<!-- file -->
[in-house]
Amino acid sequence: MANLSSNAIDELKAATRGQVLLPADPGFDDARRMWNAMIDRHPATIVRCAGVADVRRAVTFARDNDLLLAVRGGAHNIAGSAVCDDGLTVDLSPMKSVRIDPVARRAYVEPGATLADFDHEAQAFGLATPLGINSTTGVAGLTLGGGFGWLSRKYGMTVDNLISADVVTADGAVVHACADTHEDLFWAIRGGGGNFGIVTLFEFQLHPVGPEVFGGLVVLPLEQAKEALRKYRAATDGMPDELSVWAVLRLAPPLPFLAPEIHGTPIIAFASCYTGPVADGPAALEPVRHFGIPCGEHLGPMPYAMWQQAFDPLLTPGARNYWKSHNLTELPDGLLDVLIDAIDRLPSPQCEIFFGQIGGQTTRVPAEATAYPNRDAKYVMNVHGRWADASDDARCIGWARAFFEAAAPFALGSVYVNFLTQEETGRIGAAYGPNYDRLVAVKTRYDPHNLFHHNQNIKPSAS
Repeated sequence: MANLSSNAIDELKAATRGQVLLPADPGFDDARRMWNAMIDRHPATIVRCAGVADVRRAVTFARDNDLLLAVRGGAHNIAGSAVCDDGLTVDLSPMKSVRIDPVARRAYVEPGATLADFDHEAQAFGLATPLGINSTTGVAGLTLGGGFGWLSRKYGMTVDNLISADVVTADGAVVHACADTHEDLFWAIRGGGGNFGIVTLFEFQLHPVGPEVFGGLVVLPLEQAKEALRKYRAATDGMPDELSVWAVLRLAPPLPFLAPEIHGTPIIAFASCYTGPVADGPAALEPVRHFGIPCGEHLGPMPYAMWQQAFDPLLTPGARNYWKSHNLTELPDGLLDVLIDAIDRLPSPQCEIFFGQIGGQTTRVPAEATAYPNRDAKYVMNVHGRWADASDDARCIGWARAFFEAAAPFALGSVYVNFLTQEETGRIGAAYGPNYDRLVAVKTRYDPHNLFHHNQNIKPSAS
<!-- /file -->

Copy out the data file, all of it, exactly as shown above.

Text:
[in-house]
Amino acid sequence: MANLSSNAIDELKAATRGQVLLPADPGFDDARRMWNAMIDRHPATIVRCAGVADVRRAVTFARDNDLLLAVRGGAHNIAGSAVCDDGLTVDLSPMKSVRIDPVARRAYVEPGATLADFDHEAQAFGLATPLGINSTTGVAGLTLGGGFGWLSRKYGMTVDNLISADVVTADGAVVHACADTHEDLFWAIRGGGGNFGIVTLFEFQLHPVGPEVFGGLVVLPLEQAKEALRKYRAATDGMPDELSVWAVLRLAPPLPFLAPEIHGTPIIAFASCYTGPVADGPAALEPVRHFGIPCGEHLGPMPYAMWQQAFDPLLTPGARNYWKSHNLTELPDGLLDVLIDAIDRLPSPQCEIFFGQIGGQTTRVPAEATAYPNRDAKYVMNVHGRWADASDDARCIGWARAFFEAAAPFALGSVYVNFLTQEETGRIGAAYGPNYDRLVAVKTRYDPHNLFHHNQNIKPSAS
Repeated sequence: MANLSSNAIDELKAATRGQVLLPADPGFDDARRMWNAMIDRHPATIVRCAGVADVRRAVTFARDNDLLLAVRGGAHNIAGSAVCDDGLTVDLSPMKSVRIDPVARRAYVEPGATLADFDHEAQAFGLATPLGINSTTGVAGLTLGGGFGWLSRKYGMTVDNLISADVVTADGAVVHACADTHEDLFWAIRGGGGNFGIVTLFEFQLHPVGPEVFGGLVVLPLEQAKEALRKYRAATDGMPDELSVWAVLRLAPPLPFLAPEIHGTPIIAFASCYTGPVADGPAALEPVRHFGIPCGEHLGPMPYAMWQQAFDPLLTPGARNYWKSHNLTELPDGLLDVLIDAIDRLPSPQCEIFFGQIGGQTTRVPAEATAYPNRDAKYVMNVHGRWADASDDARCIGWARAFFEAAAPFALGSVYVNFLTQEETGRIGAAYGPNYDRLVAVKTRYDPHNLFHHNQNIKPSAS